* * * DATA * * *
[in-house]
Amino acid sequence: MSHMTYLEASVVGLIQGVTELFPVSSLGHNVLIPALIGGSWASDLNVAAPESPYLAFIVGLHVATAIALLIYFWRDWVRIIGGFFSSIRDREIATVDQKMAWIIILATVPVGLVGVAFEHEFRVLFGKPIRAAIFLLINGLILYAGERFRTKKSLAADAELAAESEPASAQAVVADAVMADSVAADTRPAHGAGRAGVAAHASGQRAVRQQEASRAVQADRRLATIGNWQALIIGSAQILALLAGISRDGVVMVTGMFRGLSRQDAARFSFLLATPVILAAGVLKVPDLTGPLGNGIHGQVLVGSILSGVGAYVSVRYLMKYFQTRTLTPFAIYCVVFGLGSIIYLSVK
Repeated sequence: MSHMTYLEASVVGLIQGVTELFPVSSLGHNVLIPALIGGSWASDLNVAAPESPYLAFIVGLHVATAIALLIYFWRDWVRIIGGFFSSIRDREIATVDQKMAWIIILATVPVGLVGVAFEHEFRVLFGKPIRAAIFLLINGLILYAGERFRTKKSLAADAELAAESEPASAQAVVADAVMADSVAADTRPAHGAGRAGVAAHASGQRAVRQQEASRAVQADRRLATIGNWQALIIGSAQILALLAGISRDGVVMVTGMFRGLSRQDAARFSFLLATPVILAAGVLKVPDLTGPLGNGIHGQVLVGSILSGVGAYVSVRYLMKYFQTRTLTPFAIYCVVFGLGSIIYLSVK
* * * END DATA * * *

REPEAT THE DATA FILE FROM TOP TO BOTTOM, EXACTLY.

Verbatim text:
[in-house]
Amino acid sequence: MSHMTYLEASVVGLIQGVTELFPVSSLGHNVLIPALIGGSWASDLNVAAPESPYLAFIVGLHVATAIALLIYFWRDWVRIIGGFFSSIRDREIATVDQKMAWIIILATVPVGLVGVAFEHEFRVLFGKPIRAAIFLLINGLILYAGERFRTKKSLAADAELAAESEPASAQAVVADAVMADSVAADTRPAHGAGRAGVAAHASGQRAVRQQEASRAVQADRRLATIGNWQALIIGSAQILALLAGISRDGVVMVTGMFRGLSRQDAARFSFLLATPVILAAGVLKVPDLTGPLGNGIHGQVLVGSILSGVGAYVSVRYLMKYFQTRTLTPFAIYCVVFGLGSIIYLSVK
Repeated sequence: MSHMTYLEASVVGLIQGVTELFPVSSLGHNVLIPALIGGSWASDLNVAAPESPYLAFIVGLHVATAIALLIYFWRDWVRIIGGFFSSIRDREIATVDQKMAWIIILATVPVGLVGVAFEHEFRVLFGKPIRAAIFLLINGLILYAGERFRTKKSLAADAELAAESEPASAQAVVADAVMADSVAADTRPAHGAGRAGVAAHASGQRAVRQQEASRAVQADRRLATIGNWQALIIGSAQILALLAGISRDGVVMVTGMFRGLSRQDAARFSFLLATPVILAAGVLKVPDLTGPLGNGIHGQVLVGSILSGVGAYVSVRYLMKYFQTRTLTPFAIYCVVFGLGSIIYLSVK